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NFL Draft

Davis Mills: Contextualized Quarterbacking 2021

  • The Draft Network
  • April 7, 2021
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For anyone new to the family here at The Draft Network, Contextualized Quarterbacking is an annual project I put together for TDN Premium subscribers. In Contextualized Quarterbacking, I chart the significant draft-eligible quarterbacks across their final seasons, tagging each dropback with a ton of situational features that allow us to understand their game at more specific and situational levels.

Each throw is graded both for Accuracy and for Ball Placement. Accuracy is a general metric for catchable passes—an accurate pass is a catchable pass—while Placement scores take more details into account: maximizing YAC opportunities, protecting the wide receiver from unnecessary hits, and protecting the ball from being played on by the defensive back. Throws are also charted relative to depth and passing direction, to understand how target distribution affects accuracy scores for each quarterback. It’s harder to throw deep!

Contextualized Quarterbacking helps us understand what each college offense asked of their quarterback, which gives us an additional tool for projecting these passers to the pros. When we understand their college offense, we can better identify those skills that will translate to the pro level, and accordingly, project the ideal scheme fits for each player.

Mills is considered one of the most interesting options after the Big 5 quarterbacks, and it’s easy to understand why. Mills has a pro frame, played in a “pro-style” system at Stanford, and was a 5-star recruit coming out of high school. The league has been carefully following his arc since the day he stepped foot on campus, and with only 11 career starts under his belt, convincing yourself that he can get better with time isn’t hard.

The data bears out that truth: Mills needs to get better. Like, a lot better. Mills does not have an impressive arm in terms of velocity or distance and isn’t much of a runner, so he needs to be deadly accurate to succeed. But Mills’ placement scores reveal a player without pinpoint accuracy, who puts the ball in danger a lot, and doesn’t currently have a healthy response to extra rushers and pressure. Mills needs a lot of time and patience to develop—is a team really willing to give him those necessary in-game reps to grow?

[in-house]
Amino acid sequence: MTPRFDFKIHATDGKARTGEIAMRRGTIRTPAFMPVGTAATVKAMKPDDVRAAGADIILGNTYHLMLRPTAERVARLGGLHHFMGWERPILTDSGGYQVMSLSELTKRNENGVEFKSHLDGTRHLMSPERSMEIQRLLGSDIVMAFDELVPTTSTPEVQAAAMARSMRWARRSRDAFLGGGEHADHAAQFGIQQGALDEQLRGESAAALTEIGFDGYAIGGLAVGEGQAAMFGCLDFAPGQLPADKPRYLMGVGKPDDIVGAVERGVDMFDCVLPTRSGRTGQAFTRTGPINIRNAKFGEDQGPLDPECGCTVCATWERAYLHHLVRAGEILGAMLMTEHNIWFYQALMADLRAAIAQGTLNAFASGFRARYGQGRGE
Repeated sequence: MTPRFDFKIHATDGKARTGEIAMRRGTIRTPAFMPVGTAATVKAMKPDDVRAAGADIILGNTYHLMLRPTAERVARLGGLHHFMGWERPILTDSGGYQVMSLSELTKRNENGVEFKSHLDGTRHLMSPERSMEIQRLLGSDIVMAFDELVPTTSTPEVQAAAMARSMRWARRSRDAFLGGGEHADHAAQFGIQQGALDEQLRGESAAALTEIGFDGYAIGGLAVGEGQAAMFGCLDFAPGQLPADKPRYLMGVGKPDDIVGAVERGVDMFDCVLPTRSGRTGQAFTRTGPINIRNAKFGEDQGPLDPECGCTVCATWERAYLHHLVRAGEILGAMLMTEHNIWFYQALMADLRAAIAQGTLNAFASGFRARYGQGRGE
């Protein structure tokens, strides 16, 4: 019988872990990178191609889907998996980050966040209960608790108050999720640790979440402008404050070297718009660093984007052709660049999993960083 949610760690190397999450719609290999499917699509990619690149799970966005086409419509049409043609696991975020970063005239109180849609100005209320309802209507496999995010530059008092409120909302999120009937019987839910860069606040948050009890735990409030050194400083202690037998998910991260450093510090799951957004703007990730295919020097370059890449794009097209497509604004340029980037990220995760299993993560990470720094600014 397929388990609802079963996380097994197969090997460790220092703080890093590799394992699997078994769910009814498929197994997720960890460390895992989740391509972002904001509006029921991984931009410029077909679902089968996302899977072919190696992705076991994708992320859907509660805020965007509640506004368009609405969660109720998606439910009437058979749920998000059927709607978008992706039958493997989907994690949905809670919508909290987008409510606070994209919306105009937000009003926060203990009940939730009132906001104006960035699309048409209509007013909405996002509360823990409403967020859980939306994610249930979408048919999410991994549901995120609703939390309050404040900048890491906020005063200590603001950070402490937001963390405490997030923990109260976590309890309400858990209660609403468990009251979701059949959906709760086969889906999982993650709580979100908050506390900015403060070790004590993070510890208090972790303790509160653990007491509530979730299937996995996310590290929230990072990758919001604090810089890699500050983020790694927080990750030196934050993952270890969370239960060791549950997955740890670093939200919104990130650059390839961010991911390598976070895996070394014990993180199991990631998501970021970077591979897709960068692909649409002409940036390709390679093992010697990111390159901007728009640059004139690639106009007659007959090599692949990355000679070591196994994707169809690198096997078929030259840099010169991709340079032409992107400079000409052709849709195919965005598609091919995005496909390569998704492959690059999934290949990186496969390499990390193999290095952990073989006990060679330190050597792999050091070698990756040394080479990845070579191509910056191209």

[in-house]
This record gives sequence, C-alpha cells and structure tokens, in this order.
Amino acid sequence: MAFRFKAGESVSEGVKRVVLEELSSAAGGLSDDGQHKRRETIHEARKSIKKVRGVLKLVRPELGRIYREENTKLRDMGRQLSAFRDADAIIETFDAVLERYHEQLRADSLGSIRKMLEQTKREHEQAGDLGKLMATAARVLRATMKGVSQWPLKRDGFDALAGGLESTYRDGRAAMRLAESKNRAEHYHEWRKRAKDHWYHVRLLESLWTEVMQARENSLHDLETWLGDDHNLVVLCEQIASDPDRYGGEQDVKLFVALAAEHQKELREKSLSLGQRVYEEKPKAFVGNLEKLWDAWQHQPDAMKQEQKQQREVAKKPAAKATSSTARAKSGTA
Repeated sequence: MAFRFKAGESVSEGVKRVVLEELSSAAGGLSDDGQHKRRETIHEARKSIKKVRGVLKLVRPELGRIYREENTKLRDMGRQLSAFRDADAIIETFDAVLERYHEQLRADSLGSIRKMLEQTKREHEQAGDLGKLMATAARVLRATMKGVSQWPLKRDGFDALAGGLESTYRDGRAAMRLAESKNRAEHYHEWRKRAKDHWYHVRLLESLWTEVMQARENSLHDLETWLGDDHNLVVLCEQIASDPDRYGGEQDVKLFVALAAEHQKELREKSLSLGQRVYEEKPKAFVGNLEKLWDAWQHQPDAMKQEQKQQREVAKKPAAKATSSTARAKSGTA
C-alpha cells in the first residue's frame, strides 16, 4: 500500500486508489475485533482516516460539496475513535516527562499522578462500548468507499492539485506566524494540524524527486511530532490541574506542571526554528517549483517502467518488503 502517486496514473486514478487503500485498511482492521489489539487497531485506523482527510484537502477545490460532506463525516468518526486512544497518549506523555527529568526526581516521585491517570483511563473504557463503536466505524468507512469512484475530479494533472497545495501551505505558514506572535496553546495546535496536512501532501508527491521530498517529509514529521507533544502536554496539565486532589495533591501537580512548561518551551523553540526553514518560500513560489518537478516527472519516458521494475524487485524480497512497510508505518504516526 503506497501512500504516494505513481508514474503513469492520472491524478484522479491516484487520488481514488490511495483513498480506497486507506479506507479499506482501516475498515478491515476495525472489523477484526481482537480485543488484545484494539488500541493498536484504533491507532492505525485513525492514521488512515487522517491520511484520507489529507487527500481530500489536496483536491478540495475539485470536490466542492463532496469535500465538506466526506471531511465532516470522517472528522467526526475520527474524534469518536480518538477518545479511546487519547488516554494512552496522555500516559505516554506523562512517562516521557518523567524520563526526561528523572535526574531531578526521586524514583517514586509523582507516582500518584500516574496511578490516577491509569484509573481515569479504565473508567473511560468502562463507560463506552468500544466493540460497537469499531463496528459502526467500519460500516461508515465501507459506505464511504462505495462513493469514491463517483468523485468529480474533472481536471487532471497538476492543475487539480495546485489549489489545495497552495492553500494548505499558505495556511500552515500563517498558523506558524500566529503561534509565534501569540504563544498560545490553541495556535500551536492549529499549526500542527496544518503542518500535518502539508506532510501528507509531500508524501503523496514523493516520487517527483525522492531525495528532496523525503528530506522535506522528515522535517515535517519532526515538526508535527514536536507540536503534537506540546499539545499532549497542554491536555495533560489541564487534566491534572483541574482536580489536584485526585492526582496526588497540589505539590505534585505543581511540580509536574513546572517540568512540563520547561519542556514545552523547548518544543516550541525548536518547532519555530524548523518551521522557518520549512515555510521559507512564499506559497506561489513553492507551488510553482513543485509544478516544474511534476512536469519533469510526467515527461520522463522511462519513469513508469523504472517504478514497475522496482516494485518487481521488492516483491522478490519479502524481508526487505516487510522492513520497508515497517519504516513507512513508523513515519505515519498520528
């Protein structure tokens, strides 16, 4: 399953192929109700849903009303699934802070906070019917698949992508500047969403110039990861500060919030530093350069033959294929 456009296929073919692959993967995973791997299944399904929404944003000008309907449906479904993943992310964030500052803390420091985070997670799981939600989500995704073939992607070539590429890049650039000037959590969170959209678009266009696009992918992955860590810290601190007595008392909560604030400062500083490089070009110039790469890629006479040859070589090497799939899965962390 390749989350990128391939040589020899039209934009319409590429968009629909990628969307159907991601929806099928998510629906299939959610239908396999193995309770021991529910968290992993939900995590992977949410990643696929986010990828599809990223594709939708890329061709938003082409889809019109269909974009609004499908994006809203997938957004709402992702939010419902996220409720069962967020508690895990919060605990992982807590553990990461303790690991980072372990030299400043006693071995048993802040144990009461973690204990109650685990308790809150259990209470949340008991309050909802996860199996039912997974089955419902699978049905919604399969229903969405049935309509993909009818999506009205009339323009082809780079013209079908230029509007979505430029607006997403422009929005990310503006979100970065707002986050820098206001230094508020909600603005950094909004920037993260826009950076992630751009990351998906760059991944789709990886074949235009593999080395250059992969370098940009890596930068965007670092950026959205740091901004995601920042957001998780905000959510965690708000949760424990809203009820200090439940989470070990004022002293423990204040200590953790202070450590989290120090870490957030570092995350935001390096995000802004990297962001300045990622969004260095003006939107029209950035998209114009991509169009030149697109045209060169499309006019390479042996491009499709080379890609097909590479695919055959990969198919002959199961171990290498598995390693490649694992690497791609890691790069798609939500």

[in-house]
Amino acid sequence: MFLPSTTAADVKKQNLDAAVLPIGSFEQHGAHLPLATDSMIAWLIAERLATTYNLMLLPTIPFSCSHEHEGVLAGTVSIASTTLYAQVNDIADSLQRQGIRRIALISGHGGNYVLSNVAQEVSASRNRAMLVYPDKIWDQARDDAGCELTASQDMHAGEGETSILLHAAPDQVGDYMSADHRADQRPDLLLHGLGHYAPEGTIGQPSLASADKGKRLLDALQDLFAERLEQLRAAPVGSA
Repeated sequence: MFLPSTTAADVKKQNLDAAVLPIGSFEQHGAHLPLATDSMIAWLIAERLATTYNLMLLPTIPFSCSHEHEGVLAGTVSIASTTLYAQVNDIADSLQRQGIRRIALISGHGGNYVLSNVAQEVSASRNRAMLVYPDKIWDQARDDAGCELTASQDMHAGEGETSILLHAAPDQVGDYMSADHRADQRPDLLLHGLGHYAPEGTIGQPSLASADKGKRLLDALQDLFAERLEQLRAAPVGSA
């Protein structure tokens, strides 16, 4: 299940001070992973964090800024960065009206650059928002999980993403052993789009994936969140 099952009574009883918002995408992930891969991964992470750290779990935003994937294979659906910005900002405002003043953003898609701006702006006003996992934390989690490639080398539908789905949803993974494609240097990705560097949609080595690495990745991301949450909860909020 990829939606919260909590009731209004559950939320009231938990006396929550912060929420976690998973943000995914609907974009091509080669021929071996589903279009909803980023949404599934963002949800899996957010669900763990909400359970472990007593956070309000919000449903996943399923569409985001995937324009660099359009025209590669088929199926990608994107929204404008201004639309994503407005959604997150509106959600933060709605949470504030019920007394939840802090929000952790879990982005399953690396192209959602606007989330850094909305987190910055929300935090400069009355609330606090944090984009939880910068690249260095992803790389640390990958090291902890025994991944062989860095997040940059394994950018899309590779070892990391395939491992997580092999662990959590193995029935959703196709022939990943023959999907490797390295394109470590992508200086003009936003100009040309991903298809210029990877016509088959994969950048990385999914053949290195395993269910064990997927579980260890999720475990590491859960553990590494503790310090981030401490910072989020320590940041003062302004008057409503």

Left Middle Right
20+ 4.3% 6.3% 1.3%
10-19 4.6% 9.3% 5.6%
0-9 14.3% 20.3% 13.0%
<0 10.0% 3.0% 8.0%


Left Middle Right
20+ 6.4% 15.5% 2.6%
10-19 4.4% 13.4% 6.4%
0-9 12.0% 15.4% 10.7%
<0 4.3% 2.2% 6.7%

Despite the residual belief that Stanford has a pro-style offense, the Cardinal used 11-personnel heavily this past season and threw more than its fair share of wide receiver screens—a spread offense hiding in plain sight in a traditionally smashmouth offense. Without the accompanying trappings of a clever RPO game or even a solid rushing attack to open up play-action, Mills was largely a nickel-and-dime passer who did well to pick his side off of pre-snap looks and deliver early in the down.


Left Middle Right
20+ .714 .800 .500
10-19 .571 .933 .889
0-9 .818 .935 .947
<0 1.000 1.000 .846


Left Middle Right
20+ .429 .450 .493
10-19 .643 .467 .667
0-9 .523 .661 .684
<0 .438 .700 .500

Mills has some clear right-handedness in his game, which is unsurprising for a quarterback who so heavily used the quick game off of rhythm drops, as right-handed quarterbacks are already open to the right, and can accordingly throw with imperfect mechanics more easily in that direction. His inconsistency is nowhere better captured than in his struggles throwing behind the line of scrimmage, as he regularly failed to get his throwing hallway set properly to bubble screens, leading to easy misses on what should be routine throws.

Please click here for access to the full data sheet including QB alignment, X-step drops, MOFO/MOFC coverage, first read, beyond first read, pressured vs. unpressured, and much more.

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